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Accepting "Early Shabbat"

Rav Doniel Schreiber
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By Rav Doniel Schreiber



This week’s shiurim are dedicated by Mr Paul Pollack
in honor of Rabbi Reuven and Sherry Greenberg



Shiur #4: Accepting "Early Shabbat"



I.  Items to be aware of when accepting "early Shabbat"


1.  As mentioned in the previous shiur, one cannot accept Shabbat prior to pelag ha-Mincha.  Thus, one cannot fulfill the mitzva of nerot Shabbat, nor kiddush, until pelag ha-Mincha.


2.  "Early Shabbat" minyanim often daven Mincha (recite the afternoon prayer) close to pelag ha-Mincha.  When bringing in Shabbat early, it is important that Mincha be recited prior to pelag ha-Mincha, and Ma'ariv (evening prayer) be recited after pelag ha-Mincha.  The reason is as follows.


            There is a Tannaic debate as to when the time for Mincha ends and the time for Ma'ariv begins.  R. Yehuda opines that this time is pelag ha-Mincha, while Rabanan assert that it is nightfall (Berakhot 26a).  The gemara (Berakhot 27a) rules that one can choose either position, but with one caveat.  Whichever practice one chooses, one must not deviate from that practice from then on.  Indeed, this is the ruling of the Shulchan Arukh (OC 233:1).  [Mishna Berura ibid. for further discussion.]  Since our practice today is to daven Ma'ariv at nightfall, in accordance with Rabanan, the very custom of "early Shabbat" is questionable, for how can one daven Ma'ariv during the time of Mincha?  In fact, those who act stringently and do not accept an "early Shabbat" do so for this reason.  [See the Peri Megadim, Mishbetzot Zahav Laws of Pesach 489:5 and the Vilna Gaon in Ma'aseh Rav note 65 who are not in favor of the "early Shabbat."]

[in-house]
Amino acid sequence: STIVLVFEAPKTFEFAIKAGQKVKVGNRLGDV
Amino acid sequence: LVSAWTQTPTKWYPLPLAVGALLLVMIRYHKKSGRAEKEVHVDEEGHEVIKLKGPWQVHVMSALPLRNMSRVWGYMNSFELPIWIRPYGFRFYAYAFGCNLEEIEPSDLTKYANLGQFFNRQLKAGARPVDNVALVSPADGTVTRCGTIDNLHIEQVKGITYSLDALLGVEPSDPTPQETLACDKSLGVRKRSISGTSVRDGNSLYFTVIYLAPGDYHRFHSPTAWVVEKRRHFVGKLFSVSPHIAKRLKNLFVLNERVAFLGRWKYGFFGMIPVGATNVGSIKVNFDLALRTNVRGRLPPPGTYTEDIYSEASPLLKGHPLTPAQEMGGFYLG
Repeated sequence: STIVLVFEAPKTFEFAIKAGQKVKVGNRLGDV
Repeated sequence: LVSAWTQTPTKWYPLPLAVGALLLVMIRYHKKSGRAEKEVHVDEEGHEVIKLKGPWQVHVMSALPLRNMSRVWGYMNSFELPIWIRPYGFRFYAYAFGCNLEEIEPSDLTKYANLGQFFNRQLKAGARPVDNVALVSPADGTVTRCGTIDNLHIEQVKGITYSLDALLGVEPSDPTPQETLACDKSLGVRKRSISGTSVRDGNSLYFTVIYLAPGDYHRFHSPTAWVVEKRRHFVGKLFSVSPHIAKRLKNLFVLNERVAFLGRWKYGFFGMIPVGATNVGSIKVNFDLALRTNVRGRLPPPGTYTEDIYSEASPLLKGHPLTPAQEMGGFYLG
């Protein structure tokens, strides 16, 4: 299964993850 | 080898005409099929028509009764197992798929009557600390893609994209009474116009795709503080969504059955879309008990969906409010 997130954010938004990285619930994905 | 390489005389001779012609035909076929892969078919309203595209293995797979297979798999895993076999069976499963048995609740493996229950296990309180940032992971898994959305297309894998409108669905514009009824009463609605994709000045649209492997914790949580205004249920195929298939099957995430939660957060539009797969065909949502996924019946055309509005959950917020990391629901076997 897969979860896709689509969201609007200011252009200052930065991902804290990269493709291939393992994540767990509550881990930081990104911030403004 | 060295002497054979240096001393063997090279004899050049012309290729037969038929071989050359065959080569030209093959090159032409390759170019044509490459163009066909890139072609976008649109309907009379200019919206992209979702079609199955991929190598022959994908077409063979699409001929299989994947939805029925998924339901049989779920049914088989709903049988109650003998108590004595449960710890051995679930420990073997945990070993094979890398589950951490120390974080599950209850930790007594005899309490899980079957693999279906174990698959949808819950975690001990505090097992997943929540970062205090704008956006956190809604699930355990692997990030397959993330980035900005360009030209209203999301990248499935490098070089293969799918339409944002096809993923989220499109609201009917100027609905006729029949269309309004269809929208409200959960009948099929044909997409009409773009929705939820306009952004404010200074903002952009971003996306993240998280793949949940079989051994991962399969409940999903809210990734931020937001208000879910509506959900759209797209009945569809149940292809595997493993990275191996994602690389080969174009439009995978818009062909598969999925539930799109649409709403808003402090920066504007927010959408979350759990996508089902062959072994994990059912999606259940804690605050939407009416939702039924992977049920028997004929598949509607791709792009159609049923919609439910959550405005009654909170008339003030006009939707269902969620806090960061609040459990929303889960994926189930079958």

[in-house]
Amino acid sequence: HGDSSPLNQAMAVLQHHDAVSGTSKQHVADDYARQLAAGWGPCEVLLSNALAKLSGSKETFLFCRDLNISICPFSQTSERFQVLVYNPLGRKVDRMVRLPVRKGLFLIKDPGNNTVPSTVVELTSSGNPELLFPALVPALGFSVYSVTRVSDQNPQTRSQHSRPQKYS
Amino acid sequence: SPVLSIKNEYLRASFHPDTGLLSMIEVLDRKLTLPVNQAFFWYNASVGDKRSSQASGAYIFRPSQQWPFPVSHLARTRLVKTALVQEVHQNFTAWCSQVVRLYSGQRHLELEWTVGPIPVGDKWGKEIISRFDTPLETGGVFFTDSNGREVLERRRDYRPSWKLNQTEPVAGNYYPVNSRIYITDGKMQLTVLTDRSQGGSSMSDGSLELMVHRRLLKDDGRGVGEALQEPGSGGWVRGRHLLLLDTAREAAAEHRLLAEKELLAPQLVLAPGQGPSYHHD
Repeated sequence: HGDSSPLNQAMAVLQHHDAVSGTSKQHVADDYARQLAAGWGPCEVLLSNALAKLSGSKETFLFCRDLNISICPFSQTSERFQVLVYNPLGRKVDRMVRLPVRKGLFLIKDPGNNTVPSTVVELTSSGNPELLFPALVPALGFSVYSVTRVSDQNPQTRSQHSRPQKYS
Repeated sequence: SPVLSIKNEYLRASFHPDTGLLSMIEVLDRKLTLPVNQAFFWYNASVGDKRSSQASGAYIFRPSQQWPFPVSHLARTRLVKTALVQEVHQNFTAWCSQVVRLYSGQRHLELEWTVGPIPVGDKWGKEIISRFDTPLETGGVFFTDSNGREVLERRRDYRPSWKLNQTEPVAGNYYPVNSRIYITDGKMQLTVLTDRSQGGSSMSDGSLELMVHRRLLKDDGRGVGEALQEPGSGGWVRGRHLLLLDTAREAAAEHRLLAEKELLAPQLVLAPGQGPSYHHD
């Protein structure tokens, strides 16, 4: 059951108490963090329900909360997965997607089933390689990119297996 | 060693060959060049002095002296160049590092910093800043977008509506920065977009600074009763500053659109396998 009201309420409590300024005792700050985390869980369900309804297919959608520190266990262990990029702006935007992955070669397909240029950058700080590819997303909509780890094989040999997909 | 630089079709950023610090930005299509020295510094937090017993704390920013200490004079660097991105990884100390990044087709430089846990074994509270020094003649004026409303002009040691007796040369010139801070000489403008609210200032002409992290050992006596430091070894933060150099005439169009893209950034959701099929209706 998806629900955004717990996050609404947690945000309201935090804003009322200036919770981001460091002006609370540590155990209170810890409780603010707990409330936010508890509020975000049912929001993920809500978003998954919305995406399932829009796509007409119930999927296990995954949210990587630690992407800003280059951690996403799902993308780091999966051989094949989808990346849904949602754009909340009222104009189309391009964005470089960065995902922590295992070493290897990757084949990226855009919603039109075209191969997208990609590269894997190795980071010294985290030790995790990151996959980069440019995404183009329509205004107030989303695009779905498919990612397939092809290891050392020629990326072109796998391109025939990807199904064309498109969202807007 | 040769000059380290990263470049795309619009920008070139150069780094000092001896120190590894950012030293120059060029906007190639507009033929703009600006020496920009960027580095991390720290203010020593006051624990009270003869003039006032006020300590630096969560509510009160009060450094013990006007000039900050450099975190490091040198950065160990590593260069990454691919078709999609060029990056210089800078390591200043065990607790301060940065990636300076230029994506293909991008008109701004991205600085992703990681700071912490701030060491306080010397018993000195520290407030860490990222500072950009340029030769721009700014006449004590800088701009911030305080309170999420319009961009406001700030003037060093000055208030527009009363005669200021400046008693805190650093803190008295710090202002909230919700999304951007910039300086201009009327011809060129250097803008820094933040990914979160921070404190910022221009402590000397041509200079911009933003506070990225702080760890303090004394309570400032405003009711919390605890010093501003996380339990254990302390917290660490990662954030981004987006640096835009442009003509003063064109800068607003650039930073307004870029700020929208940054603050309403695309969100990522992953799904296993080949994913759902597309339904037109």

Nonetheless, poskim permit the "early Shabbat" despite this apparent contradiction (Magen Avraham, cited in Mishna Berura 267:3).  Their reasoning is that since there is a mitzva to add Shabbat onto the weekday, one can rely on the halakhic decisors who understand that accepting Shabbat early triggers the onset of nighttime, and thus it is no longer zeman Mincha (the time of Mincha).  However, in the event that one is to rely on this leniency and daven Ma'ariv of Shabbat before nightfall, one should daven Mincha of erev Shabbat prior to pelag ha-Mincha, to avoid an outright contradiction of rulings between R. Yehuda and Rabanan.  According to Moreinu Ha-rav Aharon Lichtenstein shlita, this should be done even if one must recite mincha without a minyan.


            In the event that this cannot be accomplished, and Mincha must be recited after pelag ha-Mincha, there are poskim who allow a tzibur (gathered group for a minyan) to daven Ma'ariv before nightfall in the interest of tefilla be-tzibur (praying with a quorum) (Derekh Ha-chaim, cited in Mishna Berura ibid.; Arukh Ha-shulchan, OC 235:1-5 who justifies this practice; Mishna Berura 235:8).  The Mishna Berura (267:3), however, is stringent even in this case: he will only be lenient for a tzibur, in a sha'at ha-dechak (pressing circumstances), and if the Ma'ariv is recited during bein ha-Shemashot (dusk).